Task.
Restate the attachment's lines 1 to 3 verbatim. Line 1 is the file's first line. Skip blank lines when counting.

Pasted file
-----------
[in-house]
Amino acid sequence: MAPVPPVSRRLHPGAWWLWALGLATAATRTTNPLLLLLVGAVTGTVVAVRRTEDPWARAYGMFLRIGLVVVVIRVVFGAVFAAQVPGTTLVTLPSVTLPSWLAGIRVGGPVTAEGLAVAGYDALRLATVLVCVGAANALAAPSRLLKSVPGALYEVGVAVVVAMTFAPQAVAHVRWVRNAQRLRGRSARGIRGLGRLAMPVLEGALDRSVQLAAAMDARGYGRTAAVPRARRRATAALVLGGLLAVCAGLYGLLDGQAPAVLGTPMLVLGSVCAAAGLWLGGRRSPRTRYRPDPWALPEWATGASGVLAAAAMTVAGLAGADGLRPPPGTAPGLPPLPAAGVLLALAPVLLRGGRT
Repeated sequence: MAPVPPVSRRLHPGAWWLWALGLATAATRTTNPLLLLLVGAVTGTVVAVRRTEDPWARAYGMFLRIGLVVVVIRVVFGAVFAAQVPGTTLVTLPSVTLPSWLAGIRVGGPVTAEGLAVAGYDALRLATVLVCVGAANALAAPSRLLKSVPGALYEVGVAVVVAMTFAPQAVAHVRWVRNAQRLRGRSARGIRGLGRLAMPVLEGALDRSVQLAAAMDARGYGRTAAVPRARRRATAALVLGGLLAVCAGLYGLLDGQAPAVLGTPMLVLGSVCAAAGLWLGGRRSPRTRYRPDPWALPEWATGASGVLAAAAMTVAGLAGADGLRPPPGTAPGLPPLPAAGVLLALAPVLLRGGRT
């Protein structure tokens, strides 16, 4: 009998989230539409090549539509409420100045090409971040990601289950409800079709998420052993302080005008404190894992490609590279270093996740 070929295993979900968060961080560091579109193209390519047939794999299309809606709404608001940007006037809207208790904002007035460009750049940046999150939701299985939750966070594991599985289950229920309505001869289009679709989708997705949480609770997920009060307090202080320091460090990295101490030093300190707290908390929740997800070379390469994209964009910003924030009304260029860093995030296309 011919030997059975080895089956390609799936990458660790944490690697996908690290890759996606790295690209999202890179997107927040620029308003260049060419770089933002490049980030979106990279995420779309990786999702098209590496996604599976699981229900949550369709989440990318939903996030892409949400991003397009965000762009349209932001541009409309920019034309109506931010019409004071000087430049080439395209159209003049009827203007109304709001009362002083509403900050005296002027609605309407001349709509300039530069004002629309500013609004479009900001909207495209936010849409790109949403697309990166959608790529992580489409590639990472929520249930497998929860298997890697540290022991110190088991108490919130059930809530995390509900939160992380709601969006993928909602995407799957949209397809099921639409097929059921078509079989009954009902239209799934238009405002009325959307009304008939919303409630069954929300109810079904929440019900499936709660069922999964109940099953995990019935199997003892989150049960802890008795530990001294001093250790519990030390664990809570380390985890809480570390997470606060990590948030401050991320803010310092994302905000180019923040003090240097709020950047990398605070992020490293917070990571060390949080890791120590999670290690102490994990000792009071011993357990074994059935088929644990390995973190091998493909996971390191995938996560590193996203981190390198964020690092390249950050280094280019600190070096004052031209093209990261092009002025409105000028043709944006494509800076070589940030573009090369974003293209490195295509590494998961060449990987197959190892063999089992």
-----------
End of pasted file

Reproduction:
[in-house]
Amino acid sequence: MAPVPPVSRRLHPGAWWLWALGLATAATRTTNPLLLLLVGAVTGTVVAVRRTEDPWARAYGMFLRIGLVVVVIRVVFGAVFAAQVPGTTLVTLPSVTLPSWLAGIRVGGPVTAEGLAVAGYDALRLATVLVCVGAANALAAPSRLLKSVPGALYEVGVAVVVAMTFAPQAVAHVRWVRNAQRLRGRSARGIRGLGRLAMPVLEGALDRSVQLAAAMDARGYGRTAAVPRARRRATAALVLGGLLAVCAGLYGLLDGQAPAVLGTPMLVLGSVCAAAGLWLGGRRSPRTRYRPDPWALPEWATGASGVLAAAAMTVAGLAGADGLRPPPGTAPGLPPLPAAGVLLALAPVLLRGGRT
Repeated sequence: MAPVPPVSRRLHPGAWWLWALGLATAATRTTNPLLLLLVGAVTGTVVAVRRTEDPWARAYGMFLRIGLVVVVIRVVFGAVFAAQVPGTTLVTLPSVTLPSWLAGIRVGGPVTAEGLAVAGYDALRLATVLVCVGAANALAAPSRLLKSVPGALYEVGVAVVVAMTFAPQAVAHVRWVRNAQRLRGRSARGIRGLGRLAMPVLEGALDRSVQLAAAMDARGYGRTAAVPRARRRATAALVLGGLLAVCAGLYGLLDGQAPAVLGTPMLVLGSVCAAAGLWLGGRRSPRTRYRPDPWALPEWATGASGVLAAAAMTVAGLAGADGLRPPPGTAPGLPPLPAAGVLLALAPVLLRGGRT